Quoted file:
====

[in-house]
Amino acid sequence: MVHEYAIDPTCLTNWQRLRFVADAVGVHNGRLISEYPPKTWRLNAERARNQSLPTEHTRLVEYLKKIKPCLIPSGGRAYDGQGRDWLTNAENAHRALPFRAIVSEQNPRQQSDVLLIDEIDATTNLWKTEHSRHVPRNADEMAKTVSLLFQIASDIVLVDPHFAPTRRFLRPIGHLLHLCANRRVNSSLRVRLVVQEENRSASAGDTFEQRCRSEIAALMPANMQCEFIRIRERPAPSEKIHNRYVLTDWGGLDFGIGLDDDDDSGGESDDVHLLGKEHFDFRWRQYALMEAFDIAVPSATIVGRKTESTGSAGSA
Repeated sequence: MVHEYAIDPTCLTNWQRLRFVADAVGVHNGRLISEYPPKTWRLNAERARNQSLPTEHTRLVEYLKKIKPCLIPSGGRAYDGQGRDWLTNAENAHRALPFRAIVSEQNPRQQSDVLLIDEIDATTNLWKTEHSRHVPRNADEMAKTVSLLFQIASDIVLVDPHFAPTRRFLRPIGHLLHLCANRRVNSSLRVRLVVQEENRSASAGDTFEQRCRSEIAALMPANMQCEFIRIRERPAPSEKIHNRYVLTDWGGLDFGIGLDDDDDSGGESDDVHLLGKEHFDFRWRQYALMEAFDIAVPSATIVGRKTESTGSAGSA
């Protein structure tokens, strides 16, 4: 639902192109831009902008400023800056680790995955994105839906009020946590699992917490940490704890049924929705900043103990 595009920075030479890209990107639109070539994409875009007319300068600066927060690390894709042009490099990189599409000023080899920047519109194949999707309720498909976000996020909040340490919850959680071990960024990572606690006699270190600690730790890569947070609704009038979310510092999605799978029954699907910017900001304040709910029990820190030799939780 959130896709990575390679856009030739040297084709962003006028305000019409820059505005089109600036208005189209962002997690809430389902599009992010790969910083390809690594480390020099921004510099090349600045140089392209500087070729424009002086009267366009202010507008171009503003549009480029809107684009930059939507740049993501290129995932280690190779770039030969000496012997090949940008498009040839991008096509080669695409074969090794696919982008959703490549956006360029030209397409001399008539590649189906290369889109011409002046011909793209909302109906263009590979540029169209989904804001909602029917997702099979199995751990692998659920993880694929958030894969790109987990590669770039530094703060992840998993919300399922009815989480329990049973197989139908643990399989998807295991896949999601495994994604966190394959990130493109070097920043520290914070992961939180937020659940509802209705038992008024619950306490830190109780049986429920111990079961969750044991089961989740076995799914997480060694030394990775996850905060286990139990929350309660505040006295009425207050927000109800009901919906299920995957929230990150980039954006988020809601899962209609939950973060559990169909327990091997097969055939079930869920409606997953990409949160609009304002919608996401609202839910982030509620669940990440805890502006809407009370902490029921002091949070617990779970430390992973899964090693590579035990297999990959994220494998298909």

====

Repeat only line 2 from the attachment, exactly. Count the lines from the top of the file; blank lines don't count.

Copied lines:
Amino acid sequence: MVHEYAIDPTCLTNWQRLRFVADAVGVHNGRLISEYPPKTWRLNAERARNQSLPTEHTRLVEYLKKIKPCLIPSGGRAYDGQGRDWLTNAENAHRALPFRAIVSEQNPRQQSDVLLIDEIDATTNLWKTEHSRHVPRNADEMAKTVSLLFQIASDIVLVDPHFAPTRRFLRPIGHLLHLCANRRVNSSLRVRLVVQEENRSASAGDTFEQRCRSEIAALMPANMQCEFIRIRERPAPSEKIHNRYVLTDWGGLDFGIGLDDDDDSGGESDDVHLLGKEHFDFRWRQYALMEAFDIAVPSATIVGRKTESTGSAGSA